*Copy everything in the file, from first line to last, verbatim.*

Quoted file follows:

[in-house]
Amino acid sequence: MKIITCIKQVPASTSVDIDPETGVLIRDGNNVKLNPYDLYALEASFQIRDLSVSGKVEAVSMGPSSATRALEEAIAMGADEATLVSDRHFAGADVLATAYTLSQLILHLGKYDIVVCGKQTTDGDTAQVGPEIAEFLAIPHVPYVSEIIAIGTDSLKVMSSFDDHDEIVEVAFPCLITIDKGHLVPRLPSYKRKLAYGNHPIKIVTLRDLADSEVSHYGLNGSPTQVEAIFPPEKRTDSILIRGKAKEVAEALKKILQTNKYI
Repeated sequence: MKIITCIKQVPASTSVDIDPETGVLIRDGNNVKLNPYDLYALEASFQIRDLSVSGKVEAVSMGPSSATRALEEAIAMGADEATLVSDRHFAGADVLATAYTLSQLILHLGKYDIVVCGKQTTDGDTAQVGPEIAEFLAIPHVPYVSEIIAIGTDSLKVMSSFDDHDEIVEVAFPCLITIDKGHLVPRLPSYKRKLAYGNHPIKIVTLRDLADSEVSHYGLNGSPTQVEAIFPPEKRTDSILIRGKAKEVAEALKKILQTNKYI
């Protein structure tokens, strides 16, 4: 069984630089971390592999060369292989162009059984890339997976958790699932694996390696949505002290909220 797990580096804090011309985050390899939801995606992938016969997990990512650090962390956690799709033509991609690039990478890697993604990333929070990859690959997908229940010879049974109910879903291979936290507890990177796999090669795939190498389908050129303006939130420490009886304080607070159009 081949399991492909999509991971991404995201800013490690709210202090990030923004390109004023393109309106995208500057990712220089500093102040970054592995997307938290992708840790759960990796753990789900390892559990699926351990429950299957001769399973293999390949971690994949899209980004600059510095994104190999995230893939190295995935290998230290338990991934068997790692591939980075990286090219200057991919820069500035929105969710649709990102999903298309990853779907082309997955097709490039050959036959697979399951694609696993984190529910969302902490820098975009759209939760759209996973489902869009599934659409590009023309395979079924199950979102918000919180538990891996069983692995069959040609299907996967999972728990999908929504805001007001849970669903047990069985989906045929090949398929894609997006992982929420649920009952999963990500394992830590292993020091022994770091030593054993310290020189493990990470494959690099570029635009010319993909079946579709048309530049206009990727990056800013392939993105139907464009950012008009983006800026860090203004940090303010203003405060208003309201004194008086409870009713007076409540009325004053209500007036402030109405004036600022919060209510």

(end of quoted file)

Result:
[in-house]
Amino acid sequence: MKIITCIKQVPASTSVDIDPETGVLIRDGNNVKLNPYDLYALEASFQIRDLSVSGKVEAVSMGPSSATRALEEAIAMGADEATLVSDRHFAGADVLATAYTLSQLILHLGKYDIVVCGKQTTDGDTAQVGPEIAEFLAIPHVPYVSEIIAIGTDSLKVMSSFDDHDEIVEVAFPCLITIDKGHLVPRLPSYKRKLAYGNHPIKIVTLRDLADSEVSHYGLNGSPTQVEAIFPPEKRTDSILIRGKAKEVAEALKKILQTNKYI
Repeated sequence: MKIITCIKQVPASTSVDIDPETGVLIRDGNNVKLNPYDLYALEASFQIRDLSVSGKVEAVSMGPSSATRALEEAIAMGADEATLVSDRHFAGADVLATAYTLSQLILHLGKYDIVVCGKQTTDGDTAQVGPEIAEFLAIPHVPYVSEIIAIGTDSLKVMSSFDDHDEIVEVAFPCLITIDKGHLVPRLPSYKRKLAYGNHPIKIVTLRDLADSEVSHYGLNGSPTQVEAIFPPEKRTDSILIRGKAKEVAEALKKILQTNKYI
């Protein structure tokens, strides 16, 4: 069984630089971390592999060369292989162009059984890339997976958790699932694996390696949505002290909220 797990580096804090011309985050390899939801995606992938016969997990990512650090962390956690799709033509991609690039990478890697993604990333929070990859690959997908229940010879049974109910879903291979936290507890990177796999090669795939190498389908050129303006939130420490009886304080607070159009 081949399991492909999509991971991404995201800013490690709210202090990030923004390109004023393109309106995208500057990712220089500093102040970054592995997307938290992708840790759960990796753990789900390892559990699926351990429950299957001769399973293999390949971690994949899209980004600059510095994104190999995230893939190295995935290998230290338990991934068997790692591939980075990286090219200057991919820069500035929105969710649709990102999903298309990853779907082309997955097709490039050959036959697979399951694609696993984190529910969302902490820098975009759209939760759209996973489902869009599934659409590009023309395979079924199950979102918000919180538990891996069983692995069959040609299907996967999972728990999908929504805001007001849970669903047990069985989906045929090949398929894609997006992982929420649920009952999963990500394992830590292993020091022994770091030593054993310290020189493990990470494959690099570029635009010319993909079946579709048309530049206009990727990056800013392939993105139907464009950012008009983006800026860090203004940090303010203003405060208003309201004194008086409870009713007076409540009325004053209500007036402030109405004036600022919060209510």